The Federal Trade Commission is seeking public comments on its Fur Labeling and Advertising Rules – commonly known as the Fur Rules – and announcing upcoming changes required by Congress. The Rules require fur manufacturers and retailers to label fur products with certain information, such as the animal’s name, the name of the manufacturer, and the garment’s country of origin. The FTC is seeking comment as part of a periodic review of its rules, and to comply with the Truth in Fur Labeling Act’s requirement to initiate a review of the Fur Products Name Guide, which lists the animal names to be used on fur product labels.
The Truth in Fur Labeling Act, signed into law in December 2010, will require two changes to the original Fur Rules, which were first adopted in 1952. As of March 18, 2011, the 2010 law eliminates the FTC’s authority to exempt fur products “of relatively small quantity or value of the fur used” from its Rules (known as the de minimis exemption), and provides a new exemption for furs sold directly by trappers and hunters to customers in certain face-to-face transactions. Finally, the 2010 law requires the FTC to start a review and seek public comment on the Name Guide.
In a Federal Register notice, the FTC announces the upcoming changes to the Fur Rules and seeks public comments on specific issues such as the continuing need for the Fur Rules, the Rules’ benefits to consumers and burdens on firms that must comply with them, and whether and why the FTC should change the Name Guide. Other questions designed to elicit public comments can be found in the Federal Register notice.
In addition, the FTC has issued a new enforcement policy concerning labels for fur products previously covered by the de minimis exemption. After March 18, the FTC will no longer have the authority to exempt products containing fur with a component value of less than $150 from the labeling requirements, as it has done in the past. To ensure that the March 18 deadline to label fur products that previously were exempt does not place an undue burden on industry, the policy states the FTC will not take any steps to enforce the fur labeling requirements against retailers covered by the soon-to-expire exemption, provided the product in question: 1) was received by March 18, 2011 and is sold by March 18, 2012; and 2) is not mislabeled under the old requirements. Copies of the enforcement policy can be found here.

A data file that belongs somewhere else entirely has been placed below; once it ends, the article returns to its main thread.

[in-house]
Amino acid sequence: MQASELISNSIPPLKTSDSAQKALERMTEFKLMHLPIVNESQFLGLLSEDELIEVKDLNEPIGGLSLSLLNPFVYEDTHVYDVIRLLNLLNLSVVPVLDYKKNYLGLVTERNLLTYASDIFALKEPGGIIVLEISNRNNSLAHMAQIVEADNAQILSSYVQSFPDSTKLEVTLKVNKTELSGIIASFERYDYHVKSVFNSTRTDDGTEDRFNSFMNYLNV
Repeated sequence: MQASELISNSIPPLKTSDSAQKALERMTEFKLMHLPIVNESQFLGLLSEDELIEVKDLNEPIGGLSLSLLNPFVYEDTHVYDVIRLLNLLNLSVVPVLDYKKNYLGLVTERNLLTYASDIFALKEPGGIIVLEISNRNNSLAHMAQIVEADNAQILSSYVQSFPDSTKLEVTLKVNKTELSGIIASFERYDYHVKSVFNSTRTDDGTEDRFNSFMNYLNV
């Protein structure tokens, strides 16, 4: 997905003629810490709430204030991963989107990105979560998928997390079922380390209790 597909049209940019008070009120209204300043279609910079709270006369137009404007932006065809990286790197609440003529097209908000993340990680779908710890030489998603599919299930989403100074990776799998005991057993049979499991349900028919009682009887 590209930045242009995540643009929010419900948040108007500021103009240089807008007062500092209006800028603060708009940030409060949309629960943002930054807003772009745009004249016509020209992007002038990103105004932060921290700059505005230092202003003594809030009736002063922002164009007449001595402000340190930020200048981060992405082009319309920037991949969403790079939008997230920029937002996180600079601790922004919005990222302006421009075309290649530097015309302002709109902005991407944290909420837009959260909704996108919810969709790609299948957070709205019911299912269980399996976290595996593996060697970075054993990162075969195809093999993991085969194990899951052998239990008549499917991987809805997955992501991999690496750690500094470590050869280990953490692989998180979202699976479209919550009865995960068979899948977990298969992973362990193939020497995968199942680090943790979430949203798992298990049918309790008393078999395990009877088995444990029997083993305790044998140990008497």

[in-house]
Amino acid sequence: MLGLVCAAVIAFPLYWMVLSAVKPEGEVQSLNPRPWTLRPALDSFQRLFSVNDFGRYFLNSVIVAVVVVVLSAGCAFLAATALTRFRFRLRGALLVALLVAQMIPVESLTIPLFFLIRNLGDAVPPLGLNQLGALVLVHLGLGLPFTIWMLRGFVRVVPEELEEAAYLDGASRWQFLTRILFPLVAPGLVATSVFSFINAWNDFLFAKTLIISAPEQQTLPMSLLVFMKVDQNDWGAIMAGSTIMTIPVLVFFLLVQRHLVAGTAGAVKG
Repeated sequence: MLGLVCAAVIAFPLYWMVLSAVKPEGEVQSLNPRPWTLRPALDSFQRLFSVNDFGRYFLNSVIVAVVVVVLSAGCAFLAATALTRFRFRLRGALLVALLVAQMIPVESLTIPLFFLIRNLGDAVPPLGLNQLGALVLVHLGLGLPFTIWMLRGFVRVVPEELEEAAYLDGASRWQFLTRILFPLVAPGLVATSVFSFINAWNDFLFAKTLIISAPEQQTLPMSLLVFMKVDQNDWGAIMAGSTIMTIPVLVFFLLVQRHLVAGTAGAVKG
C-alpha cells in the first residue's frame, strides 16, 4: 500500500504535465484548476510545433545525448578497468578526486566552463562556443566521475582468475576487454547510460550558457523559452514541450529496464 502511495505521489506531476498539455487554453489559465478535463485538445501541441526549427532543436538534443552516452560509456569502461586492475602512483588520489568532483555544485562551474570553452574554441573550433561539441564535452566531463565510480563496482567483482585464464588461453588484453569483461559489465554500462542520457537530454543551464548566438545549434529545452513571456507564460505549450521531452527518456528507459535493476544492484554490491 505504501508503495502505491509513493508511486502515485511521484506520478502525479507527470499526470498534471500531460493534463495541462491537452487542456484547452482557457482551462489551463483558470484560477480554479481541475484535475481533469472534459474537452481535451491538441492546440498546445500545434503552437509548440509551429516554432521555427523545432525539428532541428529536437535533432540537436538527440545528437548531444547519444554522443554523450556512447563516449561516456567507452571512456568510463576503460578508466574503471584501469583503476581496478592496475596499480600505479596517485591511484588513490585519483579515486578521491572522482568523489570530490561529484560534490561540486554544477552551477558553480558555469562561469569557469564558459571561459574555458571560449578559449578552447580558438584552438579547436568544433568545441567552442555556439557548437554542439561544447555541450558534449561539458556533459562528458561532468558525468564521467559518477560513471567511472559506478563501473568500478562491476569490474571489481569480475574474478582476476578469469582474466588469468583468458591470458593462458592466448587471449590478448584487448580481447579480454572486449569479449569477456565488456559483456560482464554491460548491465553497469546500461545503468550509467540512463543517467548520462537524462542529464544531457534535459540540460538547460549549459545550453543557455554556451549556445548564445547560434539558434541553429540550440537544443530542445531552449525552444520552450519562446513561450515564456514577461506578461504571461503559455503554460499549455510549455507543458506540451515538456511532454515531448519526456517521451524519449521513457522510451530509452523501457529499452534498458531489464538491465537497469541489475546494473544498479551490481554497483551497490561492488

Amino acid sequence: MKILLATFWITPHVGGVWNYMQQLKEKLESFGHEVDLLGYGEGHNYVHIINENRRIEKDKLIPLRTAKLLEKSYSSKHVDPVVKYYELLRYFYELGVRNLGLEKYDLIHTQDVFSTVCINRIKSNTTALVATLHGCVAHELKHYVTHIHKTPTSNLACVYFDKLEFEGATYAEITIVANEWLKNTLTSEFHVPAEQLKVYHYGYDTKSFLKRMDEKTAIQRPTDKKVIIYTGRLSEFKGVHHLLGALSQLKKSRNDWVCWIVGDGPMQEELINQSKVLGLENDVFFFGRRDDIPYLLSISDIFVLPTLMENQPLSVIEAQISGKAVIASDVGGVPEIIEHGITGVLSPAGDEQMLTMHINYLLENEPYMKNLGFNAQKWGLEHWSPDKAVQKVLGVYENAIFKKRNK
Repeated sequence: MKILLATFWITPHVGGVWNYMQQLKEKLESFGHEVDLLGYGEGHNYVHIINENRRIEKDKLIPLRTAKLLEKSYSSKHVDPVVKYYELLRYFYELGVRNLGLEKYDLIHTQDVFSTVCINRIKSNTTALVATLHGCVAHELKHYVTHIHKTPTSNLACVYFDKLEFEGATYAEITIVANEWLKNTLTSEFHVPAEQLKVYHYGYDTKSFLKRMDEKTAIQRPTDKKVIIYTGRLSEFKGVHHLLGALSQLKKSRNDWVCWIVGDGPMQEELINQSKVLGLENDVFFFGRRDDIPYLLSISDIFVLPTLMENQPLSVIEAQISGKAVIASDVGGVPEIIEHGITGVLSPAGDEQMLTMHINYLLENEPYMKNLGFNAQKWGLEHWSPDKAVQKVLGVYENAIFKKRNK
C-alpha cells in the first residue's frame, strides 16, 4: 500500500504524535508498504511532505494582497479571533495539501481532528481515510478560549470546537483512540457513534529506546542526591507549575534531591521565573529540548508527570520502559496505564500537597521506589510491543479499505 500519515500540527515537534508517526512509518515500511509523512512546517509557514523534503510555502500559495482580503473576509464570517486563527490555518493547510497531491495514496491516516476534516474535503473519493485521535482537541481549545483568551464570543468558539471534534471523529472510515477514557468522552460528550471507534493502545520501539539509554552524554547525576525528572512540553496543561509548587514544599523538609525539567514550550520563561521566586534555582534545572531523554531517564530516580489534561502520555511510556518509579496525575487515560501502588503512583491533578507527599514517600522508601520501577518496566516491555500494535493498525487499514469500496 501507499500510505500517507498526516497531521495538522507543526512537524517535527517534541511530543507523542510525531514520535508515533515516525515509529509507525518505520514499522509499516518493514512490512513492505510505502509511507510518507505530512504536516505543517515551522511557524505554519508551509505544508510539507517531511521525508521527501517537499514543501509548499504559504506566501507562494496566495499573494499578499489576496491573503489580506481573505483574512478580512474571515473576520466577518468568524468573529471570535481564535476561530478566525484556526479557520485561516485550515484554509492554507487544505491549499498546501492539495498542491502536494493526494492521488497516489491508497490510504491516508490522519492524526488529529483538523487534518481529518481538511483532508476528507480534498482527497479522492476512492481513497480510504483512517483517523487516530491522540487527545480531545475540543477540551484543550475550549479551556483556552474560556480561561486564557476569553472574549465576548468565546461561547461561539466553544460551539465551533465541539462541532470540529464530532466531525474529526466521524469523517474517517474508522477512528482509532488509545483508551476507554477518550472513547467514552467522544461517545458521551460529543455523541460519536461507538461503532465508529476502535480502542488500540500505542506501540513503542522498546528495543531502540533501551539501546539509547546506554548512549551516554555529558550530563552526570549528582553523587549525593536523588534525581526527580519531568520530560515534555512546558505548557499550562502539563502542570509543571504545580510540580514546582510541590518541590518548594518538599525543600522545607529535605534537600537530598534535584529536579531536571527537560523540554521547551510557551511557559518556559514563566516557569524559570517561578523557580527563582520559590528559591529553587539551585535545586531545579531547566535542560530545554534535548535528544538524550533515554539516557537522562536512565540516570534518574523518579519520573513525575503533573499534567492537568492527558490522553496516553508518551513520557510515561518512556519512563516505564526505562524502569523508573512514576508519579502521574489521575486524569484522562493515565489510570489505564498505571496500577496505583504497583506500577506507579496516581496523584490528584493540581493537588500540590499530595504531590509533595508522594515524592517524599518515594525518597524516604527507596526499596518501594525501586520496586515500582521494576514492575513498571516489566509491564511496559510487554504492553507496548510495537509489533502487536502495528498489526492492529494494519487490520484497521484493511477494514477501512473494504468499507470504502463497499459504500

The Commission vote approving the Federal Register notice announcing the proposed amendments and the related enforcement policy was 5-0. The notice can be found here, on the FTC’s website, and as a link to this press release. The proposed amendments are subject to public comment for 60 days, until May 16, 2011. Instructions on submitting written comments can be found in the Federal Register notice. Comments may be submitted electronically by clicking here.
Information on how to comply with the Fur Rules can be found here. The complete Rules and Regulations Under the Fur Products Labeling Act can be found here. (FTC File Number P074201; the staff contact is Matthew Wilshire, Bureau of Consumer Protection, 202-326-2976; see related press release dated May 13, 2010)
Copies of the document mentioned in this release are available from the FTC’s website at http://www.ftc.gov and from the FTC’s Consumer Response Center, Room 130, 600 Pennsylvania Avenue, N.W., Washington, DC 20580. Call toll-free: 1-877-FTC-HELP.